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View Full Version : Poor man's Luthier's Friend....



Pete Howlett
11-22-2011, 11:44 AM
45 minutes and less than $5 worth of materials using stuff alrerady in workshop you can make yourself one of these....



http://youtu.be/Q4ZKygG3XqU

mketom
11-22-2011, 12:19 PM
Thank you!! I was just thinking of buying a Luthier's Friend. You are a true luthier's friend!

Pete Howlett
11-22-2011, 12:31 PM
There are 2 advantages to the commercial Luthier's Friend - the sander drum which runs on a simple lower bearing and the fine adjustment. If you are using it for light work then the former is not need . The latter is doable but only necessary if you need fine tolerances. I'm only using this for thicknessing headstocks with the fence set up using guages of the correct thickness.

Moore Bettah Ukuleles
11-22-2011, 12:37 PM
What...You and Ken having a contest?
If it's just for thicknessing headstocks, I cut a notch in the cover of my drum sander to allow me to do that. With the feed belt off of course.
I like what you've done here but if I had one more tool or jig the walls of my shop would burst. I bought some jewelers saw blades the other day and spent an hour trying to decide what to throw out to make room for them..

dave g
11-22-2011, 03:32 PM
I'm gonna be copying that! The new thickness sander (with it's pinch rollers) won't be able to do headstocks like the old home-made one.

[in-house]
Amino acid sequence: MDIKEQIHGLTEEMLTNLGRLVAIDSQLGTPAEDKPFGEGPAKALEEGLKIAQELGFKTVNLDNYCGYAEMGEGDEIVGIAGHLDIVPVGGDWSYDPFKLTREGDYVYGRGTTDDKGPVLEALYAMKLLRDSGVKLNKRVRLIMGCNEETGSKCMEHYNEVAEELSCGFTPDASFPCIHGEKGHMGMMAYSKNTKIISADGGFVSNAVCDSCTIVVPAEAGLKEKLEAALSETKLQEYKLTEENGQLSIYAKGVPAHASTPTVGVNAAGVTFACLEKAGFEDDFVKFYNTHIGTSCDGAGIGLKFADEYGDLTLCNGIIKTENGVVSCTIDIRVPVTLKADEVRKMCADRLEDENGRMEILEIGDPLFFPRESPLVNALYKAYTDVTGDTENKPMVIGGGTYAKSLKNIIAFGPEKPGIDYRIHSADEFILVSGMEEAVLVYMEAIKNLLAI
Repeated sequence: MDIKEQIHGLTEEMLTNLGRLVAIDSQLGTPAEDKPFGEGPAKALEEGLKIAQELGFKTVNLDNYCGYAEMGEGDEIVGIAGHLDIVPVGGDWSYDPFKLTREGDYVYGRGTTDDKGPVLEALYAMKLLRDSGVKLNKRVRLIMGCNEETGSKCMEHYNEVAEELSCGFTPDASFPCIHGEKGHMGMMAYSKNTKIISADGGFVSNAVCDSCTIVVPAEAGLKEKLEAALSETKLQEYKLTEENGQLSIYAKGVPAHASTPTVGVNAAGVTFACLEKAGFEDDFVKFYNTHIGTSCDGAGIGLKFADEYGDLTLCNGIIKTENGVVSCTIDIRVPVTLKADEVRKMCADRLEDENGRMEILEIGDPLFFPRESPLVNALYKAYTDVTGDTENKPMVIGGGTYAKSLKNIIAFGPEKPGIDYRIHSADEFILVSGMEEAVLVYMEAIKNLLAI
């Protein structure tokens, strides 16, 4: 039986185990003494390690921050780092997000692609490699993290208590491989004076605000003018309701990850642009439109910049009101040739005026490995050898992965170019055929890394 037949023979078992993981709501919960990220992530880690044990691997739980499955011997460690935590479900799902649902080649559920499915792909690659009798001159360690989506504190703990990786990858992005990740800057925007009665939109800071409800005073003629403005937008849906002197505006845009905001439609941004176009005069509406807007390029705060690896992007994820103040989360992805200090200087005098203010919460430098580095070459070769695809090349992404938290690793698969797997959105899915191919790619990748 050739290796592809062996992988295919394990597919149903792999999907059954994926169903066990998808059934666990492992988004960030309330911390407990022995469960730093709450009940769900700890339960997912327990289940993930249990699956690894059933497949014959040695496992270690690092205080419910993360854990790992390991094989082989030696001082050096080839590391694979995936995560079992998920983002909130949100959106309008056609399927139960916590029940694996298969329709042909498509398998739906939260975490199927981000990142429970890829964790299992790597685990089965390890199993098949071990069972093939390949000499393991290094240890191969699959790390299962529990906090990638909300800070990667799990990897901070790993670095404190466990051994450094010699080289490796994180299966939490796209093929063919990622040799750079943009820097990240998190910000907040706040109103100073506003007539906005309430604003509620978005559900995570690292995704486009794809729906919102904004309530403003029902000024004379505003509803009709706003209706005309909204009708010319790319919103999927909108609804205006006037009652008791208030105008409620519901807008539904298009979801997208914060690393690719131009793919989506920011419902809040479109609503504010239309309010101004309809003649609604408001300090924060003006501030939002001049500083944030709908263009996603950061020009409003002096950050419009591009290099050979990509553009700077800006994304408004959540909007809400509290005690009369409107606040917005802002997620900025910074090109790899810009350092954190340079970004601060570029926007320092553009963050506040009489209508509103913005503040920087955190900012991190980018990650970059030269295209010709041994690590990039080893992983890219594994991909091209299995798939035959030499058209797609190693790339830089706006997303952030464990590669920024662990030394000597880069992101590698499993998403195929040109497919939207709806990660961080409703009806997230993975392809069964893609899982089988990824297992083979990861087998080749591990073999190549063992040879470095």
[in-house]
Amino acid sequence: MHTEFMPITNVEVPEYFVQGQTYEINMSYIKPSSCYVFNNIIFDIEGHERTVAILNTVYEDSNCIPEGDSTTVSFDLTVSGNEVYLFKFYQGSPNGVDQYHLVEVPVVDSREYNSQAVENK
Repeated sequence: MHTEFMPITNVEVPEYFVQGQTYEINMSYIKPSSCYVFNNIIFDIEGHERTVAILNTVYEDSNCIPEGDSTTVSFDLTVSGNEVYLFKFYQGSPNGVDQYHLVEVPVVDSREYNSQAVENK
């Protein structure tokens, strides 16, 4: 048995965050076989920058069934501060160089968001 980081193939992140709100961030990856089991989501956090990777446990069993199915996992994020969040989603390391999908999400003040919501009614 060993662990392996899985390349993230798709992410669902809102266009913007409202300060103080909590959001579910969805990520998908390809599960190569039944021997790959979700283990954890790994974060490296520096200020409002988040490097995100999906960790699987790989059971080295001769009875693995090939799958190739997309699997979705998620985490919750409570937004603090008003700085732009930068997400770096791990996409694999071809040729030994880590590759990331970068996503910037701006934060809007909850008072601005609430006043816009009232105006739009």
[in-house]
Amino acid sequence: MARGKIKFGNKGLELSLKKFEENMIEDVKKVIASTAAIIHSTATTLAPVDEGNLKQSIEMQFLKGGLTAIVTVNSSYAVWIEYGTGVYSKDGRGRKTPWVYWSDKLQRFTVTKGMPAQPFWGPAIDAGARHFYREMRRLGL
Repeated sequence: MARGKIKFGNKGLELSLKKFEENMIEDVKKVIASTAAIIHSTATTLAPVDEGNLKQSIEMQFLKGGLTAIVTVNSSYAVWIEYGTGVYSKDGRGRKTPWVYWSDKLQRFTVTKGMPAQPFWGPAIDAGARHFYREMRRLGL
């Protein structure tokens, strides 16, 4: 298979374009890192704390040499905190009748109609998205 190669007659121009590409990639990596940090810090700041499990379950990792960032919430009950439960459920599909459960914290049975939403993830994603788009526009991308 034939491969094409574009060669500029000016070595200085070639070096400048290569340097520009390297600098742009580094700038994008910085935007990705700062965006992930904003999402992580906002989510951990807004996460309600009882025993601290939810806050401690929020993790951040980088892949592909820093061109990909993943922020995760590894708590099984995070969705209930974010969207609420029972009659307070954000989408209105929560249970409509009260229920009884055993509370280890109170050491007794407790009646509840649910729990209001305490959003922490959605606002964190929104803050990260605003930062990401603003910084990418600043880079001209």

tonewood
11-22-2011, 10:19 PM
That is really sweet. Thanks Pete.

Timbuck
11-22-2011, 11:06 PM
I'm gonna be copying that! The new thickness sander (with it's pinch rollers) won't be able to do headstocks like the old home-made one.I've been removing the pinch roller assembly to do this job on the Jet..It only takes 5 minutes to remove the dust cover and undo the 4 capscrews holding the roller frame :)..But it is a pain to do co's I have to put it all back again afterwards and adjust....and the screws are not easy to get at:(

Pete Howlett
11-23-2011, 03:06 AM
Hence my solution. It was eithert that or spend 200 making a similar one to that used at the Gibson factory.... a sort of mini thickness sander running on linnear bearings with a dedicated drum.

Pukulele Pete
11-23-2011, 03:09 AM
So Bob's your uncle .

Pete Howlett
11-23-2011, 04:44 AM
And Fanny's your aunt :)

Pete Howlett
11-23-2011, 05:05 AM
It's why I won't break down that sander Ken - it is a very compact build. In my experience, if a fiddle around with stuff I can never restore it to its original settings... just like my phone :(

Moore Bettah Ukuleles
11-23-2011, 05:53 AM
Hence my solution. It was eithert that or spend 200 making a similar one to that used at the Gibson factory.... a sort of mini thickness sander running on linnear bearings with a dedicated drum.

And hence my solution. By removing a very small part of the cowling of your drum sander, a headstock will easily fit under the pinch rollers. At least on the Performax 16/32.

Timbuck
11-23-2011, 06:54 AM
And hence my solution. By removing a very small part of the cowling of your drum sander, a headstock will easily fit under the pinch rollers. At least on the Performax 16/32. On the Jet 10-20 the pinch rollers rise up the uke neck and hit the drum as the headstock is fed in....Not Nice :mad:..I'm looking for a simple mod to make the front roller quickly detatchable...I'll see what I can come up with :)